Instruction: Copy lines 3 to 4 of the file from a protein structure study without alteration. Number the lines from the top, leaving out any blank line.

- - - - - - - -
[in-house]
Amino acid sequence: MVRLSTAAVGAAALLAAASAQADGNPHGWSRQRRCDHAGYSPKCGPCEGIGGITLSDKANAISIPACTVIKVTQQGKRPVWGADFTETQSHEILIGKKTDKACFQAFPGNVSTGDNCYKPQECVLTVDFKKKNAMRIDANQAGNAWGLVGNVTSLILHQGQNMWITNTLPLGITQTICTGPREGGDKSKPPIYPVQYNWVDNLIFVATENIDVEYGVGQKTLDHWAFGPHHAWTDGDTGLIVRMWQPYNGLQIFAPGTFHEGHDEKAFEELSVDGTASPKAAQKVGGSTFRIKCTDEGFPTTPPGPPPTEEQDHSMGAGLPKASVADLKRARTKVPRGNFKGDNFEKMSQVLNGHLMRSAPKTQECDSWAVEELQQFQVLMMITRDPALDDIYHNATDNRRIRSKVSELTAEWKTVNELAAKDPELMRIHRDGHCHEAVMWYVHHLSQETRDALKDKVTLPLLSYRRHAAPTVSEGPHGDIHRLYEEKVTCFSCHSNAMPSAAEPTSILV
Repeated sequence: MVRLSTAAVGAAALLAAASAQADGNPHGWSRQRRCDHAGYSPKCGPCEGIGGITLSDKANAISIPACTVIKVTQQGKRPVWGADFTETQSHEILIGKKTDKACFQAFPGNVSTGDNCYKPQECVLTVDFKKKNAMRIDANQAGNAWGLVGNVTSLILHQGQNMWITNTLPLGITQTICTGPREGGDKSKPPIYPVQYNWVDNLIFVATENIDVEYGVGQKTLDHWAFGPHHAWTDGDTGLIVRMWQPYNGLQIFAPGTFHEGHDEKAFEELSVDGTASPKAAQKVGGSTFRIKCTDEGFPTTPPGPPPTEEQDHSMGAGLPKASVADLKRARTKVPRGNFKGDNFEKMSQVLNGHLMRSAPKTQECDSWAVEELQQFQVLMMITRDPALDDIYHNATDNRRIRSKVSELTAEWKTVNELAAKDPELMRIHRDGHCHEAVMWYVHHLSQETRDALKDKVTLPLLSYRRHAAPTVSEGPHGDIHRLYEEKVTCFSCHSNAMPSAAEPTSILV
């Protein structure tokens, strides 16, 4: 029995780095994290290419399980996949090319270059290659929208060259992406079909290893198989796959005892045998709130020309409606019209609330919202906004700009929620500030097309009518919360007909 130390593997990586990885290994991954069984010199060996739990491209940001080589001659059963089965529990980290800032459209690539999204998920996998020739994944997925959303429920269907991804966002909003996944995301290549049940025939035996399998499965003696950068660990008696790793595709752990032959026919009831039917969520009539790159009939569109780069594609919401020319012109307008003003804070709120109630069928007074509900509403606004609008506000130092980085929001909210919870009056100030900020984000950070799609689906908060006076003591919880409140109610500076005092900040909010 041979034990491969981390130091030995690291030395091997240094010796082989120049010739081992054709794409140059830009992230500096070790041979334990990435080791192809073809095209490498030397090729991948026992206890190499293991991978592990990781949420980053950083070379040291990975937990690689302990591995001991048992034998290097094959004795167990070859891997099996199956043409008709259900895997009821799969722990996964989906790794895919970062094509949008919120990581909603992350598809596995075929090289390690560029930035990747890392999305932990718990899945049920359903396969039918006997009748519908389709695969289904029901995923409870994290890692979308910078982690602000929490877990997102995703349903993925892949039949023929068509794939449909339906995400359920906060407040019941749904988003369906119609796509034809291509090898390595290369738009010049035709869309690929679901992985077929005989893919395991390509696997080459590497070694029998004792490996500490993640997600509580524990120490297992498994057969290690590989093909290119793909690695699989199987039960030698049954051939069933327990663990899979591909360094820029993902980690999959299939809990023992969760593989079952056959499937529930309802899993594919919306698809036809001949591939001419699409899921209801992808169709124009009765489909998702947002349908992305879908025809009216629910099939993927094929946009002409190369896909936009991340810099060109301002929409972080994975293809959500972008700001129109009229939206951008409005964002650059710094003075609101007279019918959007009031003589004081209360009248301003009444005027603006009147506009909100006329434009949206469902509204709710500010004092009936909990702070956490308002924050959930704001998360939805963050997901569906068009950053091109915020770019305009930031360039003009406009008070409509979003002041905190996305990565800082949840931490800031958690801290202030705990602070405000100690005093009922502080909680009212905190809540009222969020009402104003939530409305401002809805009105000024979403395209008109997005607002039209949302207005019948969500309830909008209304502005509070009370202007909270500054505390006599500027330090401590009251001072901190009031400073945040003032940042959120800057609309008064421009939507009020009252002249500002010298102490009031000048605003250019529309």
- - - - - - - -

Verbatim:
Repeated sequence: MVRLSTAAVGAAALLAAASAQADGNPHGWSRQRRCDHAGYSPKCGPCEGIGGITLSDKANAISIPACTVIKVTQQGKRPVWGADFTETQSHEILIGKKTDKACFQAFPGNVSTGDNCYKPQECVLTVDFKKKNAMRIDANQAGNAWGLVGNVTSLILHQGQNMWITNTLPLGITQTICTGPREGGDKSKPPIYPVQYNWVDNLIFVATENIDVEYGVGQKTLDHWAFGPHHAWTDGDTGLIVRMWQPYNGLQIFAPGTFHEGHDEKAFEELSVDGTASPKAAQKVGGSTFRIKCTDEGFPTTPPGPPPTEEQDHSMGAGLPKASVADLKRARTKVPRGNFKGDNFEKMSQVLNGHLMRSAPKTQECDSWAVEELQQFQVLMMITRDPALDDIYHNATDNRRIRSKVSELTAEWKTVNELAAKDPELMRIHRDGHCHEAVMWYVHHLSQETRDALKDKVTLPLLSYRRHAAPTVSEGPHGDIHRLYEEKVTCFSCHSNAMPSAAEPTSILV
């Protein structure tokens, strides 16, 4: 029995780095994290290419399980996949090319270059290659929208060259992406079909290893198989796959005892045998709130020309409606019209609330919202906004700009929620500030097309009518919360007909 130390593997990586990885290994991954069984010199060996739990491209940001080589001659059963089965529990980290800032459209690539999204998920996998020739994944997925959303429920269907991804966002909003996944995301290549049940025939035996399998499965003696950068660990008696790793595709752990032959026919009831039917969520009539790159009939569109780069594609919401020319012109307008003003804070709120109630069928007074509900509403606004609008506000130092980085929001909210919870009056100030900020984000950070799609689906908060006076003591919880409140109610500076005092900040909010 041979034990491969981390130091030995690291030395091997240094010796082989120049010739081992054709794409140059830009992230500096070790041979334990990435080791192809073809095209490498030397090729991948026992206890190499293991991978592990990781949420980053950083070379040291990975937990690689302990591995001991048992034998290097094959004795167990070859891997099996199956043409008709259900895997009821799969722990996964989906790794895919970062094509949008919120990581909603992350598809596995075929090289390690560029930035990747890392999305932990718990899945049920359903396969039918006997009748519908389709695969289904029901995923409870994290890692979308910078982690602000929490877990997102995703349903993925892949039949023929068509794939449909339906995400359920906060407040019941749904988003369906119609796509034809291509090898390595290369738009010049035709869309690929679901992985077929005989893919395991390509696997080459590497070694029998004792490996500490993640997600509580524990120490297992498994057969290690590989093909290119793909690695699989199987039960030698049954051939069933327990663990899979591909360094820029993902980690999959299939809990023992969760593989079952056959499937529930309802899993594919919306698809036809001949591939001419699409899921209801992808169709124009009765489909998702947002349908992305879908025809009216629910099939993927094929946009002409190369896909936009991340810099060109301002929409972080994975293809959500972008700001129109009229939206951008409005964002650059710094003075609101007279019918959007009031003589004081209360009248301003009444005027603006009147506009909100006329434009949206469902509204709710500010004092009936909990702070956490308002924050959930704001998360939805963050997901569906068009950053091109915020770019305009930031360039003009406009008070409509979003002041905190996305990565800082949840931490800031958690801290202030705990602070405000100690005093009922502080909680009212905190809540009222969020009402104003939530409305401002809805009105000024979403395209008109997005607002039209949302207005019948969500309830909008209304502005509070009370202007909270500054505390006599500027330090401590009251001072901190009031400073945040003032940042959120800057609309008064421009939507009020009252002249500002010298102490009031000048605003250019529309």